Tuesday, November 29, 2011
PoliticsEgypt: Parliamentary Elections: Polls now closed, Christians fear Freedom and Justice party Muslim-Brotherhood-dominated Shariahist5s
Christian Science Monitor (November29,2k11)
—Reposted by Politicarp
Every voter will choose two candidates from their governorate and one local list of candidates, often including candidates from multiple parties. The more votes a list gets, the more candidates on its list will be in parliament.
The Democratic Alliance for Egypt
The Democratic Alliance for Egypt, which counts among its members the Muslim Brotherhood’s Freedom and Justice Party (FJP), was the first electoral coalition to emerge after Egypt’s uprising. The alliance extended an offer of membership to every party in Egypt, and began with 28 parties. Its membership surged to 40 at one point, but has since dropped to 11 [parties] and is now dominated by the FJP.
According to Egypt Elections Watch – produced by online magazines Jadaliyya and Ahram Online with the Arab studies programs at Georgetown University and George Mason University – the FJP tops the Alliance’s electoral lists.
The FJP is fielding more than 500 candidates in the parliamentary elections, compared with only 16 from Al Karama Party and 15 from Ghad Al-Thawra. These are the only significant parties other than FJP that are left in the alliance, according to Egypt Elections Watch.
Some prominent parties who were initially members left the coalition:
- Al-Wafd Party– this liberal party left the coalition in October, saying that there wasn’t enough room for both parties on the Alliance’s electoral lists; the incompatibility between the FJP’s Islamist agenda and Al-Wafd’s secular emphasis created problems.
- Al-Nour Party
– this Salafist party said it left because it was being “marginalized” by the liberal parties in the Alliance’s decisionmaking process; some observers say it actually left because the Brotherhood was crowding out its candidates at the top of the lists.
– this Salafist party said it left because it was being “marginalized” by the liberal parties in the Alliance’s decisionmaking process; some observers say it actually left because the Brotherhood was crowding out its candidates at the top of the lists."The Copts should blend into Egyptian society and there should not be a religious symbol (in politics) that would influence people's decision," said Emad Abdel Ghafour, head of the ultra-conservative Islamist Salafi Al-Nour party." -- See Reuters article below "Egypt’s Christians seek to be heard in election where Islamists favoured".
- Democratic Front Party– said it left because a partnership with Islamist groups violated its principles
- Al-Tagammu Party– objected to Islamist members’ calls for the establishment of an Islamic state and sharia
- Egypt vote is on, despite deadly protests. How will the Muslim Brotherhood do?
- As Egypt votes, a surprising calm. But real test still to come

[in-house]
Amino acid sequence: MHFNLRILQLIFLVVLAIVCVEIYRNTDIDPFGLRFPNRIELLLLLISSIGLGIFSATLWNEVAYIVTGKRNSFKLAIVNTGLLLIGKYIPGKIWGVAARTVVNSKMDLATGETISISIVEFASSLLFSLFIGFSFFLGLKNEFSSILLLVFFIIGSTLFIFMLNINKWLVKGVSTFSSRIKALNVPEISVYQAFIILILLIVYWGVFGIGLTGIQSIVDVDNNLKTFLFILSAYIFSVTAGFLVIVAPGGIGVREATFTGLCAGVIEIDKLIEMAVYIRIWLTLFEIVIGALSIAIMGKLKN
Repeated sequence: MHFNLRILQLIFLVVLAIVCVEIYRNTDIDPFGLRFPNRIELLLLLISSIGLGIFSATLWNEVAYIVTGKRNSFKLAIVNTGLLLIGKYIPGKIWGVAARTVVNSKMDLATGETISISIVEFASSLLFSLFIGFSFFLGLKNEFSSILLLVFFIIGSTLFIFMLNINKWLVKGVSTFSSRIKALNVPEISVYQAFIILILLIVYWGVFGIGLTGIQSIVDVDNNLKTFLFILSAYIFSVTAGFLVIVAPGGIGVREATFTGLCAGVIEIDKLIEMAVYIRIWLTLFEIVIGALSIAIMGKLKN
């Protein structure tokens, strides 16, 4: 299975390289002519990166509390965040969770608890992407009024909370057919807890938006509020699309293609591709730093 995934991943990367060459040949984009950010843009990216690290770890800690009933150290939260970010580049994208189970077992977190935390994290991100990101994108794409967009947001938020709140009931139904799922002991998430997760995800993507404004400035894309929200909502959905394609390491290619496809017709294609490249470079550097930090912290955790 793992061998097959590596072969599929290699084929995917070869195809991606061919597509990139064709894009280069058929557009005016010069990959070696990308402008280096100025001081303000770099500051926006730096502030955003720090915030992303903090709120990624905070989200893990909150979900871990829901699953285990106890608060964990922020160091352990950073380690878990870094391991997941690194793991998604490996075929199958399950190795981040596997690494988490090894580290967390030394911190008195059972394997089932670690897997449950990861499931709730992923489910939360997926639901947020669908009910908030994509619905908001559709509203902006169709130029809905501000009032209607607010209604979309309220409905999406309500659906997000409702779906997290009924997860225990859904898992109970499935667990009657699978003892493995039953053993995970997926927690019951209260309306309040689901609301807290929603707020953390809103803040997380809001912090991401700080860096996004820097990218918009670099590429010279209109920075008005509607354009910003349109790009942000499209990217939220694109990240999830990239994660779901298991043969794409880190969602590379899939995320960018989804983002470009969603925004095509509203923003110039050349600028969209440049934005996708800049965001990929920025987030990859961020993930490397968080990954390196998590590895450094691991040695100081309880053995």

- View all lists
Reuters Blog (November 29, 2k11)
— Reposted here by Politicarp
Egypt’s Christians seek to be heard
in election where Islamists favoured
PhilippinesTerror: Zamboanga: 'Predominantly Christian trading hub' sees pensioner budget hotel, 3 dead from bomb, 27 wounded
Huffington Post (November 27,2k11)
— Reposted here by Politicarp
My comment: The Philippines has been under terror-attack threat and actual attack for many years, mostly from the religio-ethnic Moros in the Southern Philippines, a nation of many islands. The society which the USA claims is its best friend in the Asian Pacific has had lots of trouble with its ruling elite, another former President now being tried for graft. Perhaps the terrorists, some 546 miles from the nation's capitol city of Manila, were atttempting to flank the current focus of attention by activists who are supporting the indictment, for trial before the country's Supreme Court, of former President, Gloria Arroyo.
In this situation of juridical and media focus elsewhere, the terrorists in the South who have long sawt an independent Islamicist state based on Shariah law, may have wanted to get in front of the news of the day and perhaps especially the h+level of focus on the activists. Becawz the Philippines has developed a relatively large-university educated middle class, the non-Muslim demographic that is traditionally Roman Catholic and increasingly Protestant has been a factor in seeking and supporting free news media, free enterprise, and civil rights.
However, there is a second source of terror to be found in the Maoist guerrillas that operate in areas where the largest demographic subsists, the urban and rural poor. Thus, the poor, who have not been able to struggle their way out of a rather squalid poverty, are the largest social concern constantly reminding civil society to seek more effective measures to release these neibors from the cycle of misery.
Atilano Pension House Explosion:
At Least 3 Killed, 27 Wounded
In Philippines Hotel Blast
Monday, November 28, 2011
Financial Times via iPolitics Canada (November 23, 2k11)